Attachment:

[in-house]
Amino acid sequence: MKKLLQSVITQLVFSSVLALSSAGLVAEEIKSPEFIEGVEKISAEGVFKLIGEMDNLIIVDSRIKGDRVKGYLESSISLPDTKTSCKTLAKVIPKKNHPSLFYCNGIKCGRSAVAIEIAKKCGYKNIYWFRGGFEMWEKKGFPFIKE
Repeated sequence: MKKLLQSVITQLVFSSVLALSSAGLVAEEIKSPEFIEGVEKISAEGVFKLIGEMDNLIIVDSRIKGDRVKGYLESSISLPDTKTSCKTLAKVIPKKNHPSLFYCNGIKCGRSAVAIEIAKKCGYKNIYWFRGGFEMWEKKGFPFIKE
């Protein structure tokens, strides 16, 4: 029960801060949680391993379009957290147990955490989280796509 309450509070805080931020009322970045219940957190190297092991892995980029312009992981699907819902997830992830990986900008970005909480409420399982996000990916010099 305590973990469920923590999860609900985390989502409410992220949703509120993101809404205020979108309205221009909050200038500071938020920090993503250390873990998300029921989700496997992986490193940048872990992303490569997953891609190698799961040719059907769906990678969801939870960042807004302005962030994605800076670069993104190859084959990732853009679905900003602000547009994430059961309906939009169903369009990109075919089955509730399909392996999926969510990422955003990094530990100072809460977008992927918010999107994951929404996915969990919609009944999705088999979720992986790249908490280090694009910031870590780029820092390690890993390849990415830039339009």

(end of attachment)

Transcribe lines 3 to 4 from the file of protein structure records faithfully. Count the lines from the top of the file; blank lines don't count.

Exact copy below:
Repeated sequence: MKKLLQSVITQLVFSSVLALSSAGLVAEEIKSPEFIEGVEKISAEGVFKLIGEMDNLIIVDSRIKGDRVKGYLESSISLPDTKTSCKTLAKVIPKKNHPSLFYCNGIKCGRSAVAIEIAKKCGYKNIYWFRGGFEMWEKKGFPFIKE
């Protein structure tokens, strides 16, 4: 029960801060949680391993379009957290147990955490989280796509 309450509070805080931020009322970045219940957190190297092991892995980029312009992981699907819902997830992830990986900008970005909480409420399982996000990916010099 305590973990469920923590999860609900985390989502409410992220949703509120993101809404205020979108309205221009909050200038500071938020920090993503250390873990998300029921989700496997992986490193940048872990992303490569997953891609190698799961040719059907769906990678969801939870960042807004302005962030994605800076670069993104190859084959990732853009679905900003602000547009994430059961309906939009169903369009990109075919089955509730399909392996999926969510990422955003990094530990100072809460977008992927918010999107994951929404996915969990919609009944999705088999979720992986790249908490280090694009910031870590780029820092390690890993390849990415830039339009």